• On Dec. 8, Carson County District Judge James Russell dismissed a case that alleged — we shit you not — there must have been voter fraud in the state because Tucker Carlson said so. The Nevada Supreme Court unanimously upheld the trial court's finding that the Trump campaign had "no credible or reliable evidence" and had failed to demonstrate "under any standard of proof" that there had been large-scale voter fraud in the state.

None of these suits put a dent in Biden's 33,596-vote win over Trump in Nevada. And none of them were even dismissed for ripeness or laches.

How the hell do they teach standing at Harvard Law?!

Maybe Kayleigh took Civ Pro from Alan Dershowitz? (If so, our condolences to both of them.)

Actually, the fact that Kayleigh even knows words like ripe and laches probably puts Kayleigh ahead of the entire Trump legal team, but that is a very low, very weird bar. And probably not quite the standard Ivy League law schools hope to set for their alums.

Most of the things Kayleigh seems to be calling "gimmickry tricks" are constitutional doctrines courts apply because of Article III of the US Constitution. That's the part of the Constitution that sets up our federal court system, and it says that US courts can only hear actual "cases [or] controversies" between parties. Because of this, parties have to have standing before they can sue in federal court.

While standing is about who can bring a suit, ripeness is about when a suit can be brought. Basically, it says that an injury has to be real and not just some event that may or may not happen in the future. So if an injury is entirely speculative, like, say, "we might not win the election," the case can be dismissed for ripeness.

Laches, something everyone except the lawyers on Trump's legal team has learned more about in the last few weeks, is also about when a suit can be brought, only this time it's about bringing a suit too late. If, for example, you feel a state election law is unconstitutional, you don't get to just sit around with your thumb up your ass and then, only after the election has been held and you have lost, try to get millions of votes thrown out.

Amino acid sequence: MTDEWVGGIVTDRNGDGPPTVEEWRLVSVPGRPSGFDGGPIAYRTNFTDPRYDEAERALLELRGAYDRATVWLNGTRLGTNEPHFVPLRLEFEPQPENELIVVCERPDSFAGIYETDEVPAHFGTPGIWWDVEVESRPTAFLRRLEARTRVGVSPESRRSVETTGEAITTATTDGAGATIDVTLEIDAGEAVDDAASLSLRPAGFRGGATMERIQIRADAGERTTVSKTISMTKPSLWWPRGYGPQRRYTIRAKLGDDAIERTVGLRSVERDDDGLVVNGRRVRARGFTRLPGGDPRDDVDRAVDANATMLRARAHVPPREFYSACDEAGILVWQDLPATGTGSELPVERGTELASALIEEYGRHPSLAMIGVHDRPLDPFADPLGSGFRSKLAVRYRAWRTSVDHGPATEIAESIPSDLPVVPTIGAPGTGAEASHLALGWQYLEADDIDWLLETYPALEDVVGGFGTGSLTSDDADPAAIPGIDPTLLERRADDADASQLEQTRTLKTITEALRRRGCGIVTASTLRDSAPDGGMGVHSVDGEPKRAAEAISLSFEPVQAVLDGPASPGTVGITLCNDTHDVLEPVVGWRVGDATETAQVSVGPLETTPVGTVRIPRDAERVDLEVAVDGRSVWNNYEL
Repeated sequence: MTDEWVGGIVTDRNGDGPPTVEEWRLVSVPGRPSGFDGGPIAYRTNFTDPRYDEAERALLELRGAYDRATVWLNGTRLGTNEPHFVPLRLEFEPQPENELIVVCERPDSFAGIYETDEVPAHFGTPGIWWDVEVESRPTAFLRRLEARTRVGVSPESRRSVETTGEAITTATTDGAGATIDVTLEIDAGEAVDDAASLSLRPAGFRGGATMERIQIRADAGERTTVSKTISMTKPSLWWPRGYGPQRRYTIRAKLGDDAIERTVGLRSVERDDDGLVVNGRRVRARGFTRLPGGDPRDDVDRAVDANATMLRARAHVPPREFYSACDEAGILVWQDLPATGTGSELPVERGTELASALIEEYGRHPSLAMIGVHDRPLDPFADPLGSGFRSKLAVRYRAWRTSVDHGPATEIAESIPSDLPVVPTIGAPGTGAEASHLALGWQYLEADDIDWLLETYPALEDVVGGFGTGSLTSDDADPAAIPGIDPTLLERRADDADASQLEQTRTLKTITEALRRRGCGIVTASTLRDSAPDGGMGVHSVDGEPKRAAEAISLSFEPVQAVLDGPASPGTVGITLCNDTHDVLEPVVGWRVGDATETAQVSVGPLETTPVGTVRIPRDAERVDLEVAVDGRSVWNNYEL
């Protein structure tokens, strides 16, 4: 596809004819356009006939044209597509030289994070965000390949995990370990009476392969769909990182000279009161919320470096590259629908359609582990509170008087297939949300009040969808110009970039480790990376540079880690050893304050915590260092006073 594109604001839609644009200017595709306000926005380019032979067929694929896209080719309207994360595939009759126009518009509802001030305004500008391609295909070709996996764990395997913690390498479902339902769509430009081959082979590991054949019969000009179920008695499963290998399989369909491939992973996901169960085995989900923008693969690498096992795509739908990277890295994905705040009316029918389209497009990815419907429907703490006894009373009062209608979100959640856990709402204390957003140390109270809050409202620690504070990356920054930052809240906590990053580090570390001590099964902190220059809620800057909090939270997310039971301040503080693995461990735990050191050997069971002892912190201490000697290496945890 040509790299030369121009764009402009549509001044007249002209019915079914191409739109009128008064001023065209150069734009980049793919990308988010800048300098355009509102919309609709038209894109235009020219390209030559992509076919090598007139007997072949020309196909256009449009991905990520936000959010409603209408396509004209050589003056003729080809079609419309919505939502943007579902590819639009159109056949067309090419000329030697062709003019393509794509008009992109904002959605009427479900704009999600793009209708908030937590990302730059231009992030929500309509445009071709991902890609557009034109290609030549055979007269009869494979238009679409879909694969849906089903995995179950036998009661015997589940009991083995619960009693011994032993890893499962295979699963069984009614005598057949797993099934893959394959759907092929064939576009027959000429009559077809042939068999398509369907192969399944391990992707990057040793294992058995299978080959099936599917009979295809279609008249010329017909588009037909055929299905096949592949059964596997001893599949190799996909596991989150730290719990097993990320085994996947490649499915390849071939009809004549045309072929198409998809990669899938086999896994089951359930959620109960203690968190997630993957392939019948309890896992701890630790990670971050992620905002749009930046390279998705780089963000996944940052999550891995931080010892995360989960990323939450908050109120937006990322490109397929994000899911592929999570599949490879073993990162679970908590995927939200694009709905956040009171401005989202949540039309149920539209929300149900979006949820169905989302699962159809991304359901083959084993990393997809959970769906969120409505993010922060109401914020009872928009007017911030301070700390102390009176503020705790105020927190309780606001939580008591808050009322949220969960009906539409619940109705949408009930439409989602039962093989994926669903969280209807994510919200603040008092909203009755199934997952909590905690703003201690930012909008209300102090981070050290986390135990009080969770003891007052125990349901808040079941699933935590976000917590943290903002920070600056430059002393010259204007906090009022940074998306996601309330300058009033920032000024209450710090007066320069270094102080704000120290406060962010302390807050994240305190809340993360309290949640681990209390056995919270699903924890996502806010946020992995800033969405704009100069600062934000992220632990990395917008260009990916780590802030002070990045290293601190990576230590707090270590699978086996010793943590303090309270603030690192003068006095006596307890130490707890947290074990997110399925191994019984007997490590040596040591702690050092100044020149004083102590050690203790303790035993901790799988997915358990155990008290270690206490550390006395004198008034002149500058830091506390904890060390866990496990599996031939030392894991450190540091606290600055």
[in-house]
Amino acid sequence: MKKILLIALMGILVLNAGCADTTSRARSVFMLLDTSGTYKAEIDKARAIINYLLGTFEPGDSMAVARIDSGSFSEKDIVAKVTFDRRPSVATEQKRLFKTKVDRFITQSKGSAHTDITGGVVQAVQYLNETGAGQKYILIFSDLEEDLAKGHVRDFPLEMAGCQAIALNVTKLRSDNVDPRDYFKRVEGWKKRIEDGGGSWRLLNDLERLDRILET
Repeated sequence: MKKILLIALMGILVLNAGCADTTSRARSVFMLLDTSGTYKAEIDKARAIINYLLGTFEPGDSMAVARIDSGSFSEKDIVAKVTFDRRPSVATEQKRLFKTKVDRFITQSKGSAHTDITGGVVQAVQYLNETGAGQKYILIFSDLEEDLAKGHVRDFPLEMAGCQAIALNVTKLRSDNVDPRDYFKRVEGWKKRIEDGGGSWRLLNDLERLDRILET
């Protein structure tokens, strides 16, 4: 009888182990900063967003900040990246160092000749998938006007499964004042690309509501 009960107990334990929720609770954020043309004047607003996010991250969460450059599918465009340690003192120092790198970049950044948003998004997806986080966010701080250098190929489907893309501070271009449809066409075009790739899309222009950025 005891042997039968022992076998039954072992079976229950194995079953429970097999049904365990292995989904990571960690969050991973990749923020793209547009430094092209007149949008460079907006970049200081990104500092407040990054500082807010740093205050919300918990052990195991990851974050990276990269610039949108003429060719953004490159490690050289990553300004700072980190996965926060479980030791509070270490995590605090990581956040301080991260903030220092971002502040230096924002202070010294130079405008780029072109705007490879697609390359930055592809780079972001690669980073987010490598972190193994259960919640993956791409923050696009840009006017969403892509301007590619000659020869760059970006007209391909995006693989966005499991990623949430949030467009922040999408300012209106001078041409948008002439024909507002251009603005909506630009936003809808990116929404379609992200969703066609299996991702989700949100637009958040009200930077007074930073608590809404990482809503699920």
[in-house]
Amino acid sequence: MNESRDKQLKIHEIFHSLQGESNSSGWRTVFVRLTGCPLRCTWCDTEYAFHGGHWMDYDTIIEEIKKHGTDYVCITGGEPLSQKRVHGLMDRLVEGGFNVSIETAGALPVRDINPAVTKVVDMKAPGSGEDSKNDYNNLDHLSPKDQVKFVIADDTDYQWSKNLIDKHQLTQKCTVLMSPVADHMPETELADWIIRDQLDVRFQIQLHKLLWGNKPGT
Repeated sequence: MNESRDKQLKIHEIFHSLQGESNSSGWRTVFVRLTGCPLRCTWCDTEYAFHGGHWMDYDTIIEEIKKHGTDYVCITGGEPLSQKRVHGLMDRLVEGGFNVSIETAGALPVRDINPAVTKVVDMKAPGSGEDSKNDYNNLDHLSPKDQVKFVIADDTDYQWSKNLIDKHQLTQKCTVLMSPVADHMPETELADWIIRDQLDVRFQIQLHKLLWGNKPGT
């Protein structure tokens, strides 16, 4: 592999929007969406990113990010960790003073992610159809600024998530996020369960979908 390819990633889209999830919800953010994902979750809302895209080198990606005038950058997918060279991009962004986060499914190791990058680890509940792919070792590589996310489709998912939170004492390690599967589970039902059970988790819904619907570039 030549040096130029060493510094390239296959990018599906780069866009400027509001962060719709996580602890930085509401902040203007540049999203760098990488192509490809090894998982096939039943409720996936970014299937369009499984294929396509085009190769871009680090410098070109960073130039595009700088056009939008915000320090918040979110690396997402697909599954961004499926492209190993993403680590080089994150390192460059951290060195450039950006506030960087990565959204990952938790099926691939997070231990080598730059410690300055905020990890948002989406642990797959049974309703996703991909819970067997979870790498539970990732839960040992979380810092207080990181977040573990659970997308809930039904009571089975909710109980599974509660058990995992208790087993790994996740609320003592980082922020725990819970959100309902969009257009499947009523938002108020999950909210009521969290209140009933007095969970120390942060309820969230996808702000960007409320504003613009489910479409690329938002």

Each of these doctrines is literally centuries old. We are unclear on whether the Founders and old English jurists who created them were time-travelers or if they just had a prophesy of the 2020 US election. Someone should ask Kayleigh.

Sadly for the press secretary, none of the Nevada suits were dismissed for ripeness, none of the dismissals relied on laches, and standing was only decisive in one of the cases. (And in that case, if the Trump campaign had thought they had an actual case, they could have represented a Nevada voter with standing instead of just suing on behalf of the campaign.)

Oops?

But man, this gimmickry trick conspiracy sure is vast! Not only does it include centuries-old legal doctrines, but it also reaches the highest ranks of our federal judiciary. It includes no less than 86 judges, several of whom (including fully 1/3 of the Supreme Court) were appointed by Donald Trump, himself!

Republicans and Democrats, elected and appointed, new and veteran, state court and federal court, trial court and appellate court judges across the country have rejected ridiculous Trump suit after ridiculous Trump suit.

As US Circuit Judge Stephanos Bibas, a 2017 Trump appointee, wrote when rejecting one of Trump's bullshit Pennsylvania suits, "Voters, not lawyers, choose the President."

But nice try, Kayleigh. It's a proud day for Harvard.

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Jamie Lynn Crofts
Jamie Lynn Crofts is sick of your bullshit. When she’s not wrangling cats, she’s probably writing about nerdy legal stuff, rocking out at karaoke, or tweeting about god knows what. Jamie would kindly like to remind everyone that it’s perfectly legal to tell Bob Murray to eat shit.